Workforce software is offloading the job of managing projects to countless mini-projects, each only as useful as the skill and utility of the individual user. And we can’t expect each user to be both a maker and a self-manager, especially with the imperfect tools on the market.
When we line up the Trellos, Asanas, Wrikes, Airtables, and endless clones of the same inherent project-management misses, their differences matter less than their end results—to paraphrase Anna Karenina’s line about families, each project-management app promises the same happiness, but each creates unhappy users in its own way.

More on workplace tools for hybrid teams:

Differentiate between the tools you’ll use together and the tools you’ll use separately. While it’s crucial to specify (or vote on) the tools you’ll use for collaborative tasks like drafting documents, you can let people choose their own tools for anything they are working on alone. There’s no need to agree on collaboration tools for a task someone is tackling solo..

From the "no surprise here" department, Zoom really does make you feel worse about yourself:

One thing that is unique to videoconferencing is that it allows people to easily compare themselves with others and watch themselves sharing and speaking in real time. A 2023 study found that discomfort with one’s appearance during videoconferencing led to an increased fixation on appearance, which in turn led to impaired work performance.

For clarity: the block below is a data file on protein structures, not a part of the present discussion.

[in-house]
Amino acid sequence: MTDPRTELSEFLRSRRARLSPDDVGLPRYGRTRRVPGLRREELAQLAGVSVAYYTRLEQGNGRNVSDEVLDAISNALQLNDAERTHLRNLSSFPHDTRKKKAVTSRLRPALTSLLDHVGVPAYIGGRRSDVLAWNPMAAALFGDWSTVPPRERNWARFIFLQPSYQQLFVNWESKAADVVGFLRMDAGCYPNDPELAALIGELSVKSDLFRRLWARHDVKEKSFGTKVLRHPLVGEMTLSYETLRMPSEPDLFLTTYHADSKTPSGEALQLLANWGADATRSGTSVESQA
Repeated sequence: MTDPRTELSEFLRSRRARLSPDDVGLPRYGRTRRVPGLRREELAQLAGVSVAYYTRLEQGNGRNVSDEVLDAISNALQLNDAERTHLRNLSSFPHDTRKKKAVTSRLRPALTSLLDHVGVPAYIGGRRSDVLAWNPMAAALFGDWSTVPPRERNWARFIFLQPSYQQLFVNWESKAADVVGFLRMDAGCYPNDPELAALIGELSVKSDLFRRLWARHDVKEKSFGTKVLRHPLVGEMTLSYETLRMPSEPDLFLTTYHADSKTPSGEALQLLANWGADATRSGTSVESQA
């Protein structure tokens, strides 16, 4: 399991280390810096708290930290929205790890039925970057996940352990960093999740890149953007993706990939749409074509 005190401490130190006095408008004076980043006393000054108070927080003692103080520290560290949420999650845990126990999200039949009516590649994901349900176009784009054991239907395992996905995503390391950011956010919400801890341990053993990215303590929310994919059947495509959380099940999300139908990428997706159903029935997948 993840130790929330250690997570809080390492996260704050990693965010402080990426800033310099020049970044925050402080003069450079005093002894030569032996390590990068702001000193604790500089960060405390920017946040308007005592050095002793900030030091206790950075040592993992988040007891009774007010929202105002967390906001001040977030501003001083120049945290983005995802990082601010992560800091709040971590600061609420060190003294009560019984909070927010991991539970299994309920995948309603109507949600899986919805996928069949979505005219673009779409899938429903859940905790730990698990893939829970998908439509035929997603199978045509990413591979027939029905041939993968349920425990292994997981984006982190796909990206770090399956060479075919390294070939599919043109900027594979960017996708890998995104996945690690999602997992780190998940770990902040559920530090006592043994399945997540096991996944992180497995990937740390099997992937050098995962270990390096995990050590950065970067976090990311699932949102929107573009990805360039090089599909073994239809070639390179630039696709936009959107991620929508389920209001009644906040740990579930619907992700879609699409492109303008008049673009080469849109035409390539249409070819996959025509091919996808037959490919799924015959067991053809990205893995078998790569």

Here's a primer article on LLM (Large Language Models) for Dummies.

I love this collection of old, cool manuals.

Science fiction is data from the future:

With hundreds of thousands of narratives at our disposal, many crafted with a specific goal and anchored in possibility
The genre unveils numerous potential pathways. Often, recurring themes or motifs emerge, indicating a communal resonance with certain concepts. As the saying goes, "Never ignore a landslide" when a notion garners widespread attention
Delving into these narratives, absorbing the diverse ideas and historical evolution of science fiction, and then integrating these insights into solid strategic frameworks for exploring the future can significantly enhance our output. The more perspectives you encounter, the richer the network of connections you can establish in your work.

Do we need another color on traffic lights for autonomous cars?

When the white light is showing, autonomous vehicles (AVs) are free to choose and coordinate their own movements. Red, green, and amber operate as usual. The fourth light kicks in when there is a sufficient density of AVs. The fallback is neat.